UPS Expands Dry Ice Production Ahead Of Vaccine Distribution

UPS Expands Dry Ice Production Ahead Of Vaccine Distribution

Tyler Durden

Wed, 11/25/2020 – 17:30

Global shipping giant UPS announced Tuesday it would begin producing thousands of pounds of dry ice per day and provide cold storage facilities along with transportation for COVID-19 vaccines. 

In a corporate update, the Atlanta-based parcel delivery company said it would produce 1,200 pounds of dry ice per hour in its US facilities and be able to ship it the next day to hospitals across North America.  

UPS is preparing for a significant surge in demand for dry ice and shipping services as the federal government’s Operation Warp Speed could distribute upwards of 6.4 million doses of the Pfizer-BioNTech vaccine in the first week after cleared for emergency use. The timing of the demand surge could be as early as Dec. 10. 

Long-term storage requirements for the vaccine are -70 degrees Celsius, equivalent to -94 degrees Fahrenheit, and the company has developed special storage containers with dry ice to keep vaccines cold for up to two weeks.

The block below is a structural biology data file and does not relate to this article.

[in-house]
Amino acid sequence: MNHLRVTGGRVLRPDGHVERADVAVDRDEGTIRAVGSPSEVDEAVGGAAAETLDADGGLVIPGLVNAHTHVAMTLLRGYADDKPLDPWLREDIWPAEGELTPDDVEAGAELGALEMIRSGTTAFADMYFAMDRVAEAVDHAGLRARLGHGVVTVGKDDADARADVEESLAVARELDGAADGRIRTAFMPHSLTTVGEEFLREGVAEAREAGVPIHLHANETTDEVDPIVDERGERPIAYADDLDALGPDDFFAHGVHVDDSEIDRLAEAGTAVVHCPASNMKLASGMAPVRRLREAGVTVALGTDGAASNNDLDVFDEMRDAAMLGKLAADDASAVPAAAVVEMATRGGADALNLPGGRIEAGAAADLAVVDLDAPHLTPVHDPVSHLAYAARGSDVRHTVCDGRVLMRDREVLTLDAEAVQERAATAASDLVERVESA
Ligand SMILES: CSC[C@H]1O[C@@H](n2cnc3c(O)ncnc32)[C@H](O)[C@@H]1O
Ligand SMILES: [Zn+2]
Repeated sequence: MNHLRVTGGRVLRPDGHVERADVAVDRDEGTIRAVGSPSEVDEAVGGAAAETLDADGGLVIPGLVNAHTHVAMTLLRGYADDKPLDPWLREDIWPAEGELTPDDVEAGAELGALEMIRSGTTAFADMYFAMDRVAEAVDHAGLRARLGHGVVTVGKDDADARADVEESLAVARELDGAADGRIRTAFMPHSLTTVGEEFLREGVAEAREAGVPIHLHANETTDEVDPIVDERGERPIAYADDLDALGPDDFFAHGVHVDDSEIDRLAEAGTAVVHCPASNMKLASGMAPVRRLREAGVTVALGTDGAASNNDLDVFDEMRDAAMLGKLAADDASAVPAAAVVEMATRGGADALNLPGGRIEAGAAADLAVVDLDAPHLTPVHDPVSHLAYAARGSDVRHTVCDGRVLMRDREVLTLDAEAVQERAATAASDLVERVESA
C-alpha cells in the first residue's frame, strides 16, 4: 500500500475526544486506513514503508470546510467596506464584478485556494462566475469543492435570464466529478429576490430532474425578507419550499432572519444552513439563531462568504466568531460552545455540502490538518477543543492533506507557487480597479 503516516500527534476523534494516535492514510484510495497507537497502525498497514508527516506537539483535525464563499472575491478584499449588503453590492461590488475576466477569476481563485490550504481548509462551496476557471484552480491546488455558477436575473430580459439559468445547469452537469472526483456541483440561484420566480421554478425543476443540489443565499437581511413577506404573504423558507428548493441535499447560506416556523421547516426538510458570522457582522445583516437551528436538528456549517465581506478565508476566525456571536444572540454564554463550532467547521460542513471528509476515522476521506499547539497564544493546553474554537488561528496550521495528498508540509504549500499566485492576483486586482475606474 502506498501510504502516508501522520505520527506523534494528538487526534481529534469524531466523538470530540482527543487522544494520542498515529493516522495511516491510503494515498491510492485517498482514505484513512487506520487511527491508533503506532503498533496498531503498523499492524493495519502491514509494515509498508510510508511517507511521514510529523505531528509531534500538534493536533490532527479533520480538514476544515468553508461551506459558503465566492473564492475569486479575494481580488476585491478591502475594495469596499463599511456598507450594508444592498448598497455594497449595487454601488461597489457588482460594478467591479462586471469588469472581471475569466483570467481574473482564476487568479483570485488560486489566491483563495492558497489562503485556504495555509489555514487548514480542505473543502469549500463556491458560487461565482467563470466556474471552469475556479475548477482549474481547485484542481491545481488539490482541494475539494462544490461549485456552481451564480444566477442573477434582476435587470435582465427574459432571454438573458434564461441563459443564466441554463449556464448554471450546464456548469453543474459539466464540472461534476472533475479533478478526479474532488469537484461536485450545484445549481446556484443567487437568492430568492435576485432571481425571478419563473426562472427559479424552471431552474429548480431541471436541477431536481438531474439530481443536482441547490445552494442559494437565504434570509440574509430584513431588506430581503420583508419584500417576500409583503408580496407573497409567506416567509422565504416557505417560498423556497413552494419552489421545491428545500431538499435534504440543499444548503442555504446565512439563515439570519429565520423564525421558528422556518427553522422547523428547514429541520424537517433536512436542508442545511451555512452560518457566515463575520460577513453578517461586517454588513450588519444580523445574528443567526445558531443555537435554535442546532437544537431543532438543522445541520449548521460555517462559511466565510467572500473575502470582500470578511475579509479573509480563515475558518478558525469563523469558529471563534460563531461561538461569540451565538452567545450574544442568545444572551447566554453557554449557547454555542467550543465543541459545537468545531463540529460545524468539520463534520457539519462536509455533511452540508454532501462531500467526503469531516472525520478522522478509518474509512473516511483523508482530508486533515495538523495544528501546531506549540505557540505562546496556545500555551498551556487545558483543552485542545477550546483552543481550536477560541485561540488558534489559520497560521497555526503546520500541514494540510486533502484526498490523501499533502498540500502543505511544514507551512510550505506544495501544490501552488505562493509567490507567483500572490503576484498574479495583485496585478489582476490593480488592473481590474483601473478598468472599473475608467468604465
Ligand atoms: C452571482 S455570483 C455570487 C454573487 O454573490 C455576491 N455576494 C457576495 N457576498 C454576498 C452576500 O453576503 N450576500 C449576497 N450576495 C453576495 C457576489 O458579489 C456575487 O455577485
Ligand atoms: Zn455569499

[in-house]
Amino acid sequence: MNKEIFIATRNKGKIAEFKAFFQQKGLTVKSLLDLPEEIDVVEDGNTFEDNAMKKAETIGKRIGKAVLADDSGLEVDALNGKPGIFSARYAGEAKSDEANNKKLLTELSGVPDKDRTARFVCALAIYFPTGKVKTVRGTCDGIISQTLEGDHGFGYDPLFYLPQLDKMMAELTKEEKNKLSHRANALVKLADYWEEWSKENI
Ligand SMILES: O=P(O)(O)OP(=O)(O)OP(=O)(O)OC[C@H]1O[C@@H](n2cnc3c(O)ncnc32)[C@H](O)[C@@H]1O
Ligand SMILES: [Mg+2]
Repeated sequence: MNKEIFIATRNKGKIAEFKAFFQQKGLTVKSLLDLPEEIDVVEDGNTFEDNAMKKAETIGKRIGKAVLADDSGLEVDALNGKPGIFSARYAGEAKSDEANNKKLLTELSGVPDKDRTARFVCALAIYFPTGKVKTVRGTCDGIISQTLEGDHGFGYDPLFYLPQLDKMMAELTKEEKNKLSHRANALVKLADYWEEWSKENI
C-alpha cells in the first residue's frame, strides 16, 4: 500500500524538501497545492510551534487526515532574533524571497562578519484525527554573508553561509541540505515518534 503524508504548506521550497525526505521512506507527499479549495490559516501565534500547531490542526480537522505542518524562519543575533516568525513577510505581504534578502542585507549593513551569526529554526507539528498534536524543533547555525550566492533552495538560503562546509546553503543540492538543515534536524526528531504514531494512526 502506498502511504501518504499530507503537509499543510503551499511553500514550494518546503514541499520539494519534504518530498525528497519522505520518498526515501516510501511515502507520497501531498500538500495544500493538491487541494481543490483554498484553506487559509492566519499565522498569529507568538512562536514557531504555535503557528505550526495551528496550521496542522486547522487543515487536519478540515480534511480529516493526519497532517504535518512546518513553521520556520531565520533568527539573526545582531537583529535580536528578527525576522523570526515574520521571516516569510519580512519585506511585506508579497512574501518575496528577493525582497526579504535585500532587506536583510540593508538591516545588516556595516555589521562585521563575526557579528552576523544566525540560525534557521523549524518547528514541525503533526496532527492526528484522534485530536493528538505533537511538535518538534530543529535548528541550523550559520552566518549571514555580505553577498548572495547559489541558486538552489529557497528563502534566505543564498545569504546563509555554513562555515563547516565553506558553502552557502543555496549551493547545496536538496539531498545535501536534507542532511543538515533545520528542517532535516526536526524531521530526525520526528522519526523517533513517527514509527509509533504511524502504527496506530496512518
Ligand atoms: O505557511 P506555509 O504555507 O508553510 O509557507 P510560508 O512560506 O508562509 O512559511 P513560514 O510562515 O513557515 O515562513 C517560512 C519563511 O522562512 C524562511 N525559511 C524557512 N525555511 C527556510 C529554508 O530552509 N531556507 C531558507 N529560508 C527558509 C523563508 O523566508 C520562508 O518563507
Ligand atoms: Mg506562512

“Enhancing our dry ice production capabilities increases our supply chain agility and reliability immensely when it comes to handling complex vaccines for our customers,” said Wes Wheeler, president of UPS Healthcare. 

Wheeler continued: “Healthcare facilities in Louisville, Dallas, and Ontario will ensure we can produce dry ice to sufficiently pack and replenish shipments as needed to keep products viable and effective.”

Also, UPS announced a partnership with freezer company Stirling Ultracold to distribute freezers to doctors’ offices, pharmacies, and urgent care facilities. 

While “vaccine optimism” for weeks boosted the Dow Jones Industrial Average to new record highs, crossed the 30,000 mark on Tuesday – the COVID-19 vaccine will not immediately return things to normal. 

See for yourself, while CNBC cheered as stocks hit new highs on Tuesday – food bank lines across America are quickly reappearing as millions of working poor folks face food and housing insecurity this holiday season. 

 

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Author: Tyler Durden

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